Austin's Going Gray

Keep Austin Gray? Austin and Fredericksburg named top places in U.S. to retire

Austin and Fredericksburg named top places in U.S. to retire

Retired couple
Austin's population is aging.  Photo via

Austin is going gray, y'all. Well, at least according to Forbes, who just named us one of the best cities for retirees.

Noting our bike culture, volunteerism, terrific economy and reputation as an educational epicenter, Forbes named Austin the No. 3 best place to retire in the U.S. Though Austin killed it in most categories, Forbes noted the biggest con to moving here: Lack of affordable housing. 

Coming in at No. 14: charm central, Fredericksburg. Forbes said this Central Texas town has, "warm climate, above average air quality, a cost of living 5 percent below national average, median home price of $138,000, low crime [and] high walkability rank." In the con category, Forbes simply wrote, "None." Austin and Fredericksburg joined San Angelo on the list, which Forbes ranked the No. 22 best spot for retirees.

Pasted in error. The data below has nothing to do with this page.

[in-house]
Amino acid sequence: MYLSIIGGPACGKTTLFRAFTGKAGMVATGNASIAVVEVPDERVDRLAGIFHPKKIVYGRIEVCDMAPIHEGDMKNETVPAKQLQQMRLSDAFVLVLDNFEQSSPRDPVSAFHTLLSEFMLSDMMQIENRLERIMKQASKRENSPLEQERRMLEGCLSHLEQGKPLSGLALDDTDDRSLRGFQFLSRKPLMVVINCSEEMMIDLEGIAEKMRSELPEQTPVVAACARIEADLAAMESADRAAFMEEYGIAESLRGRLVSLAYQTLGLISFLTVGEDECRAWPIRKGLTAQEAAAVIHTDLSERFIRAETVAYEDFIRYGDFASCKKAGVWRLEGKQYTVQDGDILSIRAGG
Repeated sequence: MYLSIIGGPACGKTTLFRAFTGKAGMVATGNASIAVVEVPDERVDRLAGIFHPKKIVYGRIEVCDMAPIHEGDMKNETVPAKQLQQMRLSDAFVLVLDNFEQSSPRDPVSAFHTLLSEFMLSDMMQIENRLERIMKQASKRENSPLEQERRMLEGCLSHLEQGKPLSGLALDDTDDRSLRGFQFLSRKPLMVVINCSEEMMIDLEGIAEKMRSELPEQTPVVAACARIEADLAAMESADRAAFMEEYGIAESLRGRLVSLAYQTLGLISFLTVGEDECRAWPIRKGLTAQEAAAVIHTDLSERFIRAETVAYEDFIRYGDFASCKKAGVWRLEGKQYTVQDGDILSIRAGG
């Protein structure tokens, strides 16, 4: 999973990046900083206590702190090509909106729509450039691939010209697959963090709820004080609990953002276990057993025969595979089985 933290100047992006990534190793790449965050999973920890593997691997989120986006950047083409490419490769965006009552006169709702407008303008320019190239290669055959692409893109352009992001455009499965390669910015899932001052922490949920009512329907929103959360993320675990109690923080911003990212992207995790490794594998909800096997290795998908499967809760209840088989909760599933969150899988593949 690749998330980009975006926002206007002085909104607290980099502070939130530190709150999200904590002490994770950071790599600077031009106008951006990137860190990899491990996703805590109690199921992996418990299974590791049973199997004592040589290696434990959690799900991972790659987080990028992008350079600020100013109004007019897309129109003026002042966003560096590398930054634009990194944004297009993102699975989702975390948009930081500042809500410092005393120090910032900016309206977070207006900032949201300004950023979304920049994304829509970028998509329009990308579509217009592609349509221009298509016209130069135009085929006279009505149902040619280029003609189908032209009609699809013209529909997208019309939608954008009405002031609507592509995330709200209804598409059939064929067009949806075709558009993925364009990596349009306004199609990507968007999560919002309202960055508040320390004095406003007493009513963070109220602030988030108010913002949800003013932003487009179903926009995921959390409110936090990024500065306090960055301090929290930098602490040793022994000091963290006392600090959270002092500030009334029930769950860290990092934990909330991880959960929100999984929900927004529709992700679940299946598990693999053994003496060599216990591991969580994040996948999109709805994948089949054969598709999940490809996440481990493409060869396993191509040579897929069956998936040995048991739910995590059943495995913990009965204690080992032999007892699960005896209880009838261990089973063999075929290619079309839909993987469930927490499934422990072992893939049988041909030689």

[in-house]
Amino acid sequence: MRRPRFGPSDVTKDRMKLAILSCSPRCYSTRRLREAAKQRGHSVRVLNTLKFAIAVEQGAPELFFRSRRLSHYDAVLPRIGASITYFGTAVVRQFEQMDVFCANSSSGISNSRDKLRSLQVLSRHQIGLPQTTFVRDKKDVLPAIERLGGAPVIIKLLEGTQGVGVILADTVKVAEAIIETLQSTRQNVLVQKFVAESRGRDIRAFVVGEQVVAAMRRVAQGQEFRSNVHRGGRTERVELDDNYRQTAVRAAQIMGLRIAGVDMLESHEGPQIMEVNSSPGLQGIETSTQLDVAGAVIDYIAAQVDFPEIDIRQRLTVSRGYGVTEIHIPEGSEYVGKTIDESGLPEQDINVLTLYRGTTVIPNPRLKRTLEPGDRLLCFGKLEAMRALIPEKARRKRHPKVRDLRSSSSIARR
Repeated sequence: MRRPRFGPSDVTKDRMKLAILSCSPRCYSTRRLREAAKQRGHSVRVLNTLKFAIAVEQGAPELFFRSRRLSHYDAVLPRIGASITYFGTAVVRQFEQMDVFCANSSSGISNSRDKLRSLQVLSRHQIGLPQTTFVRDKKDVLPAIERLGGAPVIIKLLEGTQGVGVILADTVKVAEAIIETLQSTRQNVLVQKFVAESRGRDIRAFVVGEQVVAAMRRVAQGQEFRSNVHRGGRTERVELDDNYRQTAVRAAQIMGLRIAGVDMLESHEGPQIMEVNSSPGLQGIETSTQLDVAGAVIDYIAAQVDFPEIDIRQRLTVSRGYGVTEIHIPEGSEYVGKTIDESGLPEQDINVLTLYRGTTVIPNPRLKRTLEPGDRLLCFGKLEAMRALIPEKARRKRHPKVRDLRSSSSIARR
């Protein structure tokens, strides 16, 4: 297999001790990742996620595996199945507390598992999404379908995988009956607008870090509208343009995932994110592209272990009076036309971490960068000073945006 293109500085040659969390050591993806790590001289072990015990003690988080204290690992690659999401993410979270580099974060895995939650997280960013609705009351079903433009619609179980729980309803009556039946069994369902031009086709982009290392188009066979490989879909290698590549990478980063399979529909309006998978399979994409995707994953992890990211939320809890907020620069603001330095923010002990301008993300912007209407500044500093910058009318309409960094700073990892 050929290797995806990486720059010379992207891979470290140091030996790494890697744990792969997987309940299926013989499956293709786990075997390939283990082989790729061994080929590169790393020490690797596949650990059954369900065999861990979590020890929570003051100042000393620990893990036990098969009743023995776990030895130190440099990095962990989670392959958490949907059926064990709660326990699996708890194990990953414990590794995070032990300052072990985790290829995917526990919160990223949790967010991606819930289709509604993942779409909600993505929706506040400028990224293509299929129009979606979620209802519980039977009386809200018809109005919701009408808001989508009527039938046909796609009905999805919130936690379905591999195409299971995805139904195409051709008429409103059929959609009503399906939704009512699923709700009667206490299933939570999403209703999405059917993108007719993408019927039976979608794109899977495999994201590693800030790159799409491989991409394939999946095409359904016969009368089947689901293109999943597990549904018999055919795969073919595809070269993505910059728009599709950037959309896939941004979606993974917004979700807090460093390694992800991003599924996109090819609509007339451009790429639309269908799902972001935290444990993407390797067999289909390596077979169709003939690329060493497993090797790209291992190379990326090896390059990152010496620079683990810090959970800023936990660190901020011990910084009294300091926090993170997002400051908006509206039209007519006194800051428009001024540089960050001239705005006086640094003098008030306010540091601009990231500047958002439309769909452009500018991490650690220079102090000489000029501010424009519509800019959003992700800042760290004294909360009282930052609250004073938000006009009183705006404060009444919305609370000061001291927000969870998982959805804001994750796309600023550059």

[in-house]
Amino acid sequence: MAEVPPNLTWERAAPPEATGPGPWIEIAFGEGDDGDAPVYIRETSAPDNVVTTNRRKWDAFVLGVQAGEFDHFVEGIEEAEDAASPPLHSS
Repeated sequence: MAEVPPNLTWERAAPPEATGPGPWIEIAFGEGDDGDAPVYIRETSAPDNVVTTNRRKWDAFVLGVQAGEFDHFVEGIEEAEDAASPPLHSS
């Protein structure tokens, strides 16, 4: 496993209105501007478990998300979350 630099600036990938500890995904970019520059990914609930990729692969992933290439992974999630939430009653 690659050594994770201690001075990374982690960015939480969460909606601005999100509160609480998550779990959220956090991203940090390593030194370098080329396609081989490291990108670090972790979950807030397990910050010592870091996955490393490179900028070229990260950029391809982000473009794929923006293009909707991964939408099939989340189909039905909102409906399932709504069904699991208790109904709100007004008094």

And it's not just Forbes who is noticing Central Texas' "gray trend." On the real estate side, Bloomberg reported earlier this week that the real estate market in places like Austin and San Antonio are seeing a trend of Baby Boomers buying homes while Millennials are priced out. It's a trend we're seeing — at least anecdotally — as developers are increasingly adding designated "senior housing" to high-profile projects such as the Plaza Saltillo development. 

But an aging populations means more than just a boon in real estate prices, it also means an overhaul in services. On Wednesday, the St. David's Foundation announced it was allocating more than $3.4 million to 19 local nonprofits who provide seniors with healthcare resources. Among the beneficiaries of the St. David's Foundation's bi-annual grants are Meals on Wheels and More, AGE of Central Texas and the Texas Ramp Project.